Update, 10 February: Sorry for some serious reliability issues over the last few days. The streaming server is now hosted in-house at CASA, which should be a lot more robust.
Meanwhile, I recently got to grips with the excellent Three.js, which makes WebGL — aka 3D graphics in modern browsers — as easy as falling off a log. I’m also a big fan of making things accessible over the web. And so I began to investigate prospects for working with Kinect data in HTML5.
There’s DepthJS, an extension for Chrome and Safari, but this requires a locally-connected Kinect and isn’t very clear on Windows support. There’s also Intrael, which serves the depth data as JPEG files and provides some simple scene recognition output as JSON.
But it’s closed-source and not terribly flexible.
So I decided to roll my own. I give you: the depthcam!
Click here or on the screenshot to connect.
It’s a live-streaming 3D point-cloud, carried over a binary WebSocket. It responds to movement in the scene by panning the (virtual) camera, and you can also pan and zoom around with the mouse.
Currently you’ll need Google Chrome to try it, and the number of people who can tune in at once is limited for reasons of bandwidth. If you can’t connect, or nothing much is happening, try this short video on YouTube instead.
It might be the future of video-conferencing. It could also be the start of a new wave of web-based movement-powered games.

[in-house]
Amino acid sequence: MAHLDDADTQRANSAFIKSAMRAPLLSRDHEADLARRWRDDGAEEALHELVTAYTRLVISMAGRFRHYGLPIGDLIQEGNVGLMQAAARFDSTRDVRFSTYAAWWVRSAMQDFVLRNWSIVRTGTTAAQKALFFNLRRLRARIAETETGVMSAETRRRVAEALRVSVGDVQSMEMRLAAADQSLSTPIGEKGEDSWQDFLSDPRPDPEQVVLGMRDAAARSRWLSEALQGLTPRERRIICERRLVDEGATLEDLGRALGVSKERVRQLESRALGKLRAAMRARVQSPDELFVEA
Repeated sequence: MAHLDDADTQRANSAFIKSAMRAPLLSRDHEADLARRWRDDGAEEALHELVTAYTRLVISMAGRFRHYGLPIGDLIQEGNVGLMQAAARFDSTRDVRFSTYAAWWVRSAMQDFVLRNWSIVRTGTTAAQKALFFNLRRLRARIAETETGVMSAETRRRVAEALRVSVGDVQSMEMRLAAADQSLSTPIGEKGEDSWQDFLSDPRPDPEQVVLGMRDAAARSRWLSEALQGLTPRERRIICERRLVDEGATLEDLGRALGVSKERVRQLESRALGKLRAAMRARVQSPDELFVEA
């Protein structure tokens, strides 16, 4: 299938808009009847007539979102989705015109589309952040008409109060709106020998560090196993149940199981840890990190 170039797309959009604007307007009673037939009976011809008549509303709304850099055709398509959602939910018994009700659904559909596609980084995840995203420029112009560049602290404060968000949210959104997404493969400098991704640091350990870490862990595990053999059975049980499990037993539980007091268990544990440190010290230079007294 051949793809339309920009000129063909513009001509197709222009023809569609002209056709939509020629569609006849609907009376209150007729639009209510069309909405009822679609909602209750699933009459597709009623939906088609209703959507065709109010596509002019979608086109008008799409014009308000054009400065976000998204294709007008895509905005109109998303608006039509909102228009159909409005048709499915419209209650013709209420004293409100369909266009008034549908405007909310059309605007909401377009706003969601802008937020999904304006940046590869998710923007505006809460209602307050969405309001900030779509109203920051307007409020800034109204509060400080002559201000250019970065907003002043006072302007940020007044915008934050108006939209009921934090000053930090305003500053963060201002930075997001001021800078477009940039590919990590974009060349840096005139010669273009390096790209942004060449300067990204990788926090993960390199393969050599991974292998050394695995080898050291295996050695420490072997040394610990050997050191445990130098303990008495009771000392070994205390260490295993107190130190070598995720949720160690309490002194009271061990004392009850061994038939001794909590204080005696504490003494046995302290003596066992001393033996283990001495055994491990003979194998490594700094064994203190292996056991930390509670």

How it works
The code is on GitHub, and is in three parts:
- A short Python script wiring up the OpenKinect Python wrapper to the Autobahn WebSockets library. Depending on the arguments it’s run with, this can either serve a web browser directly, or it can push the depth data up to…
- A simple node.js server that gets us round the UCL firewall. This accepts depth data pushed from the Python script, and broadcasts it onwards (still using binary WebSockets) to any connected web browsers, which are running…
- The web-based client, written in CoffeeScript. This connects to the node.js server, receives the depth data, and visualises it as a particle system using Three.js and WebGL.
The incoming data from the Kinect is pretty heavy, at 18 MB/s (640 × 480 × 2 bytes per pixel x 30Hz). This is more than we can expect to (or afford to!) push over the Internet. So the Python script does some basic video compression to cut this down by several orders of magnitude, to 30 – 100 KB/s. It follows this three-step recipe:
- Reduce the amount of data by down-sampling and quantizing to 160 × 120 × 1 byte per pixel.
- Increase the data’s compressibility. First, reduce noise — which also looks bad — by making each transmitted depth value (i.e. pixel) the median of the values received in the last three frames. Then express each value as its difference from the previous value, with just an occasional absolute-value keyframe to allow new viewers to pick up the stream.
- Compress the data using LZMA, which gets better compression ratios than GZIP or BZIP2, and decompression times somewhere between the two.
Feel free to fork the code and do something great with it.